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1814–1824, T. Maurice, W. K. Armistead; 1840s remodeled; 1891–1896 additions. 13551 Fort Washington Rd.

Fort Washington was a key coastal defense location overlooking the Potomac River in the early years of the nation’s capital. The first fort built in 1808 was destroyed by its own garrison in 1814 as British forces overtook and burned Washington during the War of 1812. Renamed Fort Washington after the first U.S. president, it was rebuilt between 1814 and 1824 and then remodeled in the 1840s. Prior to construction of the ring of Civil War forts around the capital, it served as Washington’s main defense. Like many military installations, Fort Washington was altered and expanded many times over its decades of service. Most notable was implementation of the Endicott System starting in 1891, which added eight batteries with new concrete emplacements and rifled steel guns.

Fort Washington’s role as harbor defense was short-lived, with the large guns removed before World War I and the fort used as a staging ground for troops shipping out to France. In the interwar years it housed the 3rd Battalion 12th Infantry, which functioned at the ceremonial unit for the Military District of Washington. The post was abandoned in 1939 and slated to be demolished for bridge and parkway construction. However, World War II delayed the transfer, and Fort Washington was quickly pressed into service as the Adjutant General School for officers. In 1946 Fort Washington became part of the National Park Service (NPS), which maintains and interprets its historic features, including the brick and stone fortification walls with a neoclassical stone portal, brick officers’ quarters and barracks buildings flanking the parade ground, and a c. 1821 Commandant’s House converted into a NPS visitor center.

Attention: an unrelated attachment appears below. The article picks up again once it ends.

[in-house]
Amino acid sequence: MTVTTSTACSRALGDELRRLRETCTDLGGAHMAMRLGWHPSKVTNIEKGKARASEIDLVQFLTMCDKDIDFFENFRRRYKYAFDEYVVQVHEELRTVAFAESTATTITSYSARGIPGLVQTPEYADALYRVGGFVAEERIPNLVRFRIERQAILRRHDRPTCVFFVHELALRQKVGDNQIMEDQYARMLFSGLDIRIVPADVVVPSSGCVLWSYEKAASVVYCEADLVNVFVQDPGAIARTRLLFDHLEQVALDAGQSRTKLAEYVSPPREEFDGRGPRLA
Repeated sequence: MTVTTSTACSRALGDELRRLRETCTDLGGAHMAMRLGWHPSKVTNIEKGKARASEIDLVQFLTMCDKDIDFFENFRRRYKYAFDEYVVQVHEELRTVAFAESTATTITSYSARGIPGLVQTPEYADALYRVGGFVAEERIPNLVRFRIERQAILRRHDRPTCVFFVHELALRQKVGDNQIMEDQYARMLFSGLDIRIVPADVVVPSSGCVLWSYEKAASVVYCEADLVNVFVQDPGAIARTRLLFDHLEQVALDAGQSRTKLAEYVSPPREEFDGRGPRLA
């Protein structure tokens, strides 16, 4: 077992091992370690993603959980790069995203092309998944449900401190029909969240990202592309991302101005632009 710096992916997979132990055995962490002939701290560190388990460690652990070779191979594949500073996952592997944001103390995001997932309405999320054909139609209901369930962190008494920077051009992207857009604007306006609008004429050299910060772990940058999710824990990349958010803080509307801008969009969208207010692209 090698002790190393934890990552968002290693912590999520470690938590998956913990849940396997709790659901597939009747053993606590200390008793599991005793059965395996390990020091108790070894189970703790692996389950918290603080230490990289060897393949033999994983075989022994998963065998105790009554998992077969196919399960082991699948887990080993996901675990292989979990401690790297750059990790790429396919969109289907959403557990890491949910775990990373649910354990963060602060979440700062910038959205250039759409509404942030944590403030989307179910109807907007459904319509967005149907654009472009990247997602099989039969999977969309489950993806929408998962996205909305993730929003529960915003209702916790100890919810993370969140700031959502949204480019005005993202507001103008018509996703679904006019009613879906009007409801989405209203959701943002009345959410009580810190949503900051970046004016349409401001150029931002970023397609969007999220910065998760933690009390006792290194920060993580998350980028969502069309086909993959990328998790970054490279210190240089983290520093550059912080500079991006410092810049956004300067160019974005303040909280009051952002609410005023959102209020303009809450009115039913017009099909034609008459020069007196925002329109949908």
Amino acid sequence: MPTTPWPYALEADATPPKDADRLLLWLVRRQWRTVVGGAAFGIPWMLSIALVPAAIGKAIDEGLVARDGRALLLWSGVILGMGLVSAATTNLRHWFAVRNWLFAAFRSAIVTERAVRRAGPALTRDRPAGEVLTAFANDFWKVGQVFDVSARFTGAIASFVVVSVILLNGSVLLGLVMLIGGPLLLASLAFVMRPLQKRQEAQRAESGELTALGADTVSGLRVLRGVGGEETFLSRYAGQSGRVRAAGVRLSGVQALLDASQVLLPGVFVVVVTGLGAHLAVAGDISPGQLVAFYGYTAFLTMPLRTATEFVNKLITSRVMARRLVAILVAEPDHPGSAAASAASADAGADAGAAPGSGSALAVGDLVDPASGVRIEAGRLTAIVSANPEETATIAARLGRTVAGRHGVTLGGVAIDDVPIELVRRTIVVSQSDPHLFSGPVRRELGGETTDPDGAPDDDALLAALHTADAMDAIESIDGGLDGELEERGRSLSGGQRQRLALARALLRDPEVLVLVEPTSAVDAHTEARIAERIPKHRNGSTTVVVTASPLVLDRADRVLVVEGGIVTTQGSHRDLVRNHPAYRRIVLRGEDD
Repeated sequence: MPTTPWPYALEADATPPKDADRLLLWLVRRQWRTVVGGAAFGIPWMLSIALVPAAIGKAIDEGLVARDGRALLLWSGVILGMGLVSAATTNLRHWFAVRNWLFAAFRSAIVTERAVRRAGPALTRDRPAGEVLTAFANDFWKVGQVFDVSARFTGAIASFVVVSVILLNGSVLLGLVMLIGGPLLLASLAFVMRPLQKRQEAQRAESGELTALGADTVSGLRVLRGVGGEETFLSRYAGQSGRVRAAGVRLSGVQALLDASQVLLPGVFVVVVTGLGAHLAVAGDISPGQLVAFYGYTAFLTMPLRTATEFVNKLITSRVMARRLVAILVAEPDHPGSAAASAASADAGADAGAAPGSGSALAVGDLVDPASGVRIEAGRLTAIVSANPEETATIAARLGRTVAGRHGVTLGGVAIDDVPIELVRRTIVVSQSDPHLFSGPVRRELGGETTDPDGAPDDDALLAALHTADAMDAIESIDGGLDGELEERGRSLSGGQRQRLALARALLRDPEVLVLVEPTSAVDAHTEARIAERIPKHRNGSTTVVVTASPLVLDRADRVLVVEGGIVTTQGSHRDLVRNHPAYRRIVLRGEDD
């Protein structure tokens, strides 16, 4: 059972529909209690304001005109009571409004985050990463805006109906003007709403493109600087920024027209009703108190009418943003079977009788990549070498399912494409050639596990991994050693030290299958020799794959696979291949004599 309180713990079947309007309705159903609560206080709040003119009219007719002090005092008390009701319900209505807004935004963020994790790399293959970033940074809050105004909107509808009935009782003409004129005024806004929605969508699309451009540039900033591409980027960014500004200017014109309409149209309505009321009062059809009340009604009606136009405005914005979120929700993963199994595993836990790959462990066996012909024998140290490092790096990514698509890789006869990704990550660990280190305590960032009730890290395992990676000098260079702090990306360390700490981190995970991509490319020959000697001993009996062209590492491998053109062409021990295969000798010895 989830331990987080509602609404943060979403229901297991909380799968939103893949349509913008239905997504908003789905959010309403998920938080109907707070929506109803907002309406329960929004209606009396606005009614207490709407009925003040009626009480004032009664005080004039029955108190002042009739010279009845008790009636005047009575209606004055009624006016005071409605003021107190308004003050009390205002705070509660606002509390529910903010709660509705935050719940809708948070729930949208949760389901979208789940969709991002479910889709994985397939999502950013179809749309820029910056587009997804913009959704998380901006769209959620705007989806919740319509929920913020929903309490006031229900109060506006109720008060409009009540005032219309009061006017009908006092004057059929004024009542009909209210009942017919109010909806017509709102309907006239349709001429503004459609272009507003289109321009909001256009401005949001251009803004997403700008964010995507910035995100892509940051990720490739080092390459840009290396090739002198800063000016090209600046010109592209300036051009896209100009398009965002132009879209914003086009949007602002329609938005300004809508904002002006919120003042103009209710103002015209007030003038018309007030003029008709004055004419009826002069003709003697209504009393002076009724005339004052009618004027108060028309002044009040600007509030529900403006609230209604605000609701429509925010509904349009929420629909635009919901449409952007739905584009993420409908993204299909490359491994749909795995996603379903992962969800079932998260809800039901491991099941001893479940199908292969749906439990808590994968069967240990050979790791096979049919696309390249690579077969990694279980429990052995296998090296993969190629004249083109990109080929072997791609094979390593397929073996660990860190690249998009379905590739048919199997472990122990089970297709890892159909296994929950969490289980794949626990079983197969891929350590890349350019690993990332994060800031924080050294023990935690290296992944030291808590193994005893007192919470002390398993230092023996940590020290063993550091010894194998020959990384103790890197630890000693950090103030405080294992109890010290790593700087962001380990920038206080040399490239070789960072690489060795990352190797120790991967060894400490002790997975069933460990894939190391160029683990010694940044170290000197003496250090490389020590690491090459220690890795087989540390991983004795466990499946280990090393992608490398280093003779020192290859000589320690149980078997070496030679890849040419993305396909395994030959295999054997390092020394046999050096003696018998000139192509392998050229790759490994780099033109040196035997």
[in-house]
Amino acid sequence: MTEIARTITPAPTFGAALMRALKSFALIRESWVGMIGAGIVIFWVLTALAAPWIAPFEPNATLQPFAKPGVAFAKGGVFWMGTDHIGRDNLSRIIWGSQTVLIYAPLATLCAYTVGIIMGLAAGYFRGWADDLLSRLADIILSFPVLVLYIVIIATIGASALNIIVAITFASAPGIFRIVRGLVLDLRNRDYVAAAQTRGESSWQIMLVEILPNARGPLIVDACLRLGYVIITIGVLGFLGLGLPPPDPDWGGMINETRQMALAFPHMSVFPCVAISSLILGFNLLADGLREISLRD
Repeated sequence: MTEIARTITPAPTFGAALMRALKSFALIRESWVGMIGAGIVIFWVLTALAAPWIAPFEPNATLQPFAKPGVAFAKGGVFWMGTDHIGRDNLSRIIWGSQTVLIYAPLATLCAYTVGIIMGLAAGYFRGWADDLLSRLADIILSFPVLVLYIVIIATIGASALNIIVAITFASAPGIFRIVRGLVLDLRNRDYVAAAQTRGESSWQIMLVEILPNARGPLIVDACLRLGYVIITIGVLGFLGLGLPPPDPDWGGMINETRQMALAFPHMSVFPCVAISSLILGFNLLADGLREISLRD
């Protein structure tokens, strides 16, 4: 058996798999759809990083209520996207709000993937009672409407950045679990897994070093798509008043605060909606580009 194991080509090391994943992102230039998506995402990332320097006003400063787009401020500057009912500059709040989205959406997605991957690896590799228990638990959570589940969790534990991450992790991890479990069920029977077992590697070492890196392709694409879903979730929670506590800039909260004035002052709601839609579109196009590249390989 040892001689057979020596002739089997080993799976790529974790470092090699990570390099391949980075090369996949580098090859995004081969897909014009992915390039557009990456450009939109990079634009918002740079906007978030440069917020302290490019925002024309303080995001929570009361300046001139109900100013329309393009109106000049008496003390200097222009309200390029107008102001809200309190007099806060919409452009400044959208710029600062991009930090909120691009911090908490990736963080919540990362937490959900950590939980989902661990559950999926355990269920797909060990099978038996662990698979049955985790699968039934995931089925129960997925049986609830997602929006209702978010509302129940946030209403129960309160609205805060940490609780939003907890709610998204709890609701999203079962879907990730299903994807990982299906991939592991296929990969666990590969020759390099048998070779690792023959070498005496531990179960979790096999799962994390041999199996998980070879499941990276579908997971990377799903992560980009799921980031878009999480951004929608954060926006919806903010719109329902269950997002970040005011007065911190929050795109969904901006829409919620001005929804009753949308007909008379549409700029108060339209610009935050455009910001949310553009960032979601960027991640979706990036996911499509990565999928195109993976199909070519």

Writing Credits

Lisa Pfueller Davidson and Catherine C. Lavoie



  • 1814

  • 1840

  • 1891


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Lisa Pfueller Davidson and Catherine C. Lavoie, "FORT WASHINGTON NATIONAL PARK", [Fort Washington, Maryland], SAH Archipedia, eds. Gabrielle Esperdy and Karen Kingsley, Charlottesville: UVaP, 2012—,

Print Source

Buildings of Maryland, Lisa Pfueller Davidson and Catherine C. Lavoie. Charlottesville: University of Virginia Press, 2022, 288-288.

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